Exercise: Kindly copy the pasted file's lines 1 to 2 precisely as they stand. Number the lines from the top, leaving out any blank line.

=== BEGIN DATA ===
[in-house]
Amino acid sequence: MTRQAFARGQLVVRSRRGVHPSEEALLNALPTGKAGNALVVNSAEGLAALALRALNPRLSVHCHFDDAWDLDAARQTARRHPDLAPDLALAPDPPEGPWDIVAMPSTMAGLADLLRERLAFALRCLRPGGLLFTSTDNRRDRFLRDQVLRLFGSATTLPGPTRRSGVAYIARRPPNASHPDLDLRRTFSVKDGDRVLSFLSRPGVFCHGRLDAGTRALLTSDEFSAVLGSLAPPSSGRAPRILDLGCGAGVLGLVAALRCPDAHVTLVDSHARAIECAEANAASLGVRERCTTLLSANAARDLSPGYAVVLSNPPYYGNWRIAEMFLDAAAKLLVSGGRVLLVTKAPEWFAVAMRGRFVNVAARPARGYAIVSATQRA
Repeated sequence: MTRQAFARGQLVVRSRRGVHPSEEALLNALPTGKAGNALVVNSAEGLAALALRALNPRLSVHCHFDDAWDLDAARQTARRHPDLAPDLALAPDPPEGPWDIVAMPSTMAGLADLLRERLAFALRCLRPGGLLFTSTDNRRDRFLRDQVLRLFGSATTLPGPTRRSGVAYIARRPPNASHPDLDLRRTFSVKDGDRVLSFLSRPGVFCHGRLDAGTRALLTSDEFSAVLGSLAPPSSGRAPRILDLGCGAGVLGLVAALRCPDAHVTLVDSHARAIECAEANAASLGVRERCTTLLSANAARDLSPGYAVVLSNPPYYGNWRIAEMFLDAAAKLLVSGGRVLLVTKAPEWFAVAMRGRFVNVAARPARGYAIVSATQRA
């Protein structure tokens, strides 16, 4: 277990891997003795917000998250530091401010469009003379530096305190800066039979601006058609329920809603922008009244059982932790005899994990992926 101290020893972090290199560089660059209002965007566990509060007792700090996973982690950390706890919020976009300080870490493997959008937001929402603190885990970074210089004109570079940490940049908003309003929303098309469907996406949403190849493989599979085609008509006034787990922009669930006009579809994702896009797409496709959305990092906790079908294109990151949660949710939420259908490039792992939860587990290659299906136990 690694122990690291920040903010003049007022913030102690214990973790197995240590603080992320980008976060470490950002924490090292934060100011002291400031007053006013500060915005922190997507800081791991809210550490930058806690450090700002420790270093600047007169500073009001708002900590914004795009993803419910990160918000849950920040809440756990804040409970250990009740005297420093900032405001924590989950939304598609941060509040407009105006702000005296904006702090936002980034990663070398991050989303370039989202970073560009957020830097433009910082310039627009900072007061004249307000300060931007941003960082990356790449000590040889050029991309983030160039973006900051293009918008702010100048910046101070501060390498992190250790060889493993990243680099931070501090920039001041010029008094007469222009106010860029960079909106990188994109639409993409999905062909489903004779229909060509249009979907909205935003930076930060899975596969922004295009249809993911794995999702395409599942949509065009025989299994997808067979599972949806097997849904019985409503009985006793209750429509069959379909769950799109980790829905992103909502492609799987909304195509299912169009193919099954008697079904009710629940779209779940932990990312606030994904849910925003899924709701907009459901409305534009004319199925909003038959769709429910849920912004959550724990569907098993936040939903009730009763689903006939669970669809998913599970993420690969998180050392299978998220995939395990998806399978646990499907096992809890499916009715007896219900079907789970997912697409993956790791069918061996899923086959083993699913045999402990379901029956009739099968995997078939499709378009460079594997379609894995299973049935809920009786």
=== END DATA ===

[in-house]
Amino acid sequence: MTRQAFARGQLVVRSRRGVHPSEEALLNALPTGKAGNALVVNSAEGLAALALRALNPRLSVHCHFDDAWDLDAARQTARRHPDLAPDLALAPDPPEGPWDIVAMPSTMAGLADLLRERLAFALRCLRPGGLLFTSTDNRRDRFLRDQVLRLFGSATTLPGPTRRSGVAYIARRPPNASHPDLDLRRTFSVKDGDRVLSFLSRPGVFCHGRLDAGTRALLTSDEFSAVLGSLAPPSSGRAPRILDLGCGAGVLGLVAALRCPDAHVTLVDSHARAIECAEANAASLGVRERCTTLLSANAARDLSPGYAVVLSNPPYYGNWRIAEMFLDAAAKLLVSGGRVLLVTKAPEWFAVAMRGRFVNVAARPARGYAIVSATQRA